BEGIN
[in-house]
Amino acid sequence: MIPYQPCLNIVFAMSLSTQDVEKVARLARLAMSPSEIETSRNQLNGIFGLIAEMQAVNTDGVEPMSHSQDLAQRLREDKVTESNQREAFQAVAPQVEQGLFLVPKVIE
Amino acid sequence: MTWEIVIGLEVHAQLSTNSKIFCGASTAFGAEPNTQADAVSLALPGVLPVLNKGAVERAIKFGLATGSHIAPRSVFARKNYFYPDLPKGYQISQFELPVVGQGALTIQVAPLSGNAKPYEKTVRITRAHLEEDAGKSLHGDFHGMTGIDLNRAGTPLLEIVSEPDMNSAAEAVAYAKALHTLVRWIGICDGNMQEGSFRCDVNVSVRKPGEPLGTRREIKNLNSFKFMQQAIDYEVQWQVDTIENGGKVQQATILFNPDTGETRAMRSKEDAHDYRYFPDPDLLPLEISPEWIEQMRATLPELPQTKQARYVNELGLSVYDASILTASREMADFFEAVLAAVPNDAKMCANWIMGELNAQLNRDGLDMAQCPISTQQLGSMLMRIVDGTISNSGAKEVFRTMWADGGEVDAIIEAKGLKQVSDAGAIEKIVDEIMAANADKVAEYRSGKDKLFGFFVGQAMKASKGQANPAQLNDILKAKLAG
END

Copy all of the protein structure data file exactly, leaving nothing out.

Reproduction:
[in-house]
Amino acid sequence: MIPYQPCLNIVFAMSLSTQDVEKVARLARLAMSPSEIETSRNQLNGIFGLIAEMQAVNTDGVEPMSHSQDLAQRLREDKVTESNQREAFQAVAPQVEQGLFLVPKVIE
Amino acid sequence: MTWEIVIGLEVHAQLSTNSKIFCGASTAFGAEPNTQADAVSLALPGVLPVLNKGAVERAIKFGLATGSHIAPRSVFARKNYFYPDLPKGYQISQFELPVVGQGALTIQVAPLSGNAKPYEKTVRITRAHLEEDAGKSLHGDFHGMTGIDLNRAGTPLLEIVSEPDMNSAAEAVAYAKALHTLVRWIGICDGNMQEGSFRCDVNVSVRKPGEPLGTRREIKNLNSFKFMQQAIDYEVQWQVDTIENGGKVQQATILFNPDTGETRAMRSKEDAHDYRYFPDPDLLPLEISPEWIEQMRATLPELPQTKQARYVNELGLSVYDASILTASREMADFFEAVLAAVPNDAKMCANWIMGELNAQLNRDGLDMAQCPISTQQLGSMLMRIVDGTISNSGAKEVFRTMWADGGEVDAIIEAKGLKQVSDAGAIEKIVDEIMAANADKVAEYRSGKDKLFGFFVGQAMKASKGQANPAQLNDILKAKLAG